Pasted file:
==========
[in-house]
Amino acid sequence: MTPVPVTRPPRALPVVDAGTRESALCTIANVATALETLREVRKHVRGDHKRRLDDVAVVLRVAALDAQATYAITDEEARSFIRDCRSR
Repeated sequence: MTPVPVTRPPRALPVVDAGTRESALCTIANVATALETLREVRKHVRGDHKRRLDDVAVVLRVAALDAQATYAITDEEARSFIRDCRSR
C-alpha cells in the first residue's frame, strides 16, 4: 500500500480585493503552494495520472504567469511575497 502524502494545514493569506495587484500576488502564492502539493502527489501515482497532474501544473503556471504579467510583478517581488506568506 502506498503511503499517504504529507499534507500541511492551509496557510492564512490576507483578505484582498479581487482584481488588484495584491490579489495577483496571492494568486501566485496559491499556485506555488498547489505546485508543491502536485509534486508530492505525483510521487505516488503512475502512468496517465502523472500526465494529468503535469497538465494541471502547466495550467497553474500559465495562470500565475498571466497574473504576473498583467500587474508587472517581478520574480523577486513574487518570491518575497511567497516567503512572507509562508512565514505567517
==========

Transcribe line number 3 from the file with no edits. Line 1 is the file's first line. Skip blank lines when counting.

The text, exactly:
Repeated sequence: MTPVPVTRPPRALPVVDAGTRESALCTIANVATALETLREVRKHVRGDHKRRLDDVAVVLRVAALDAQATYAITDEEARSFIRDCRSR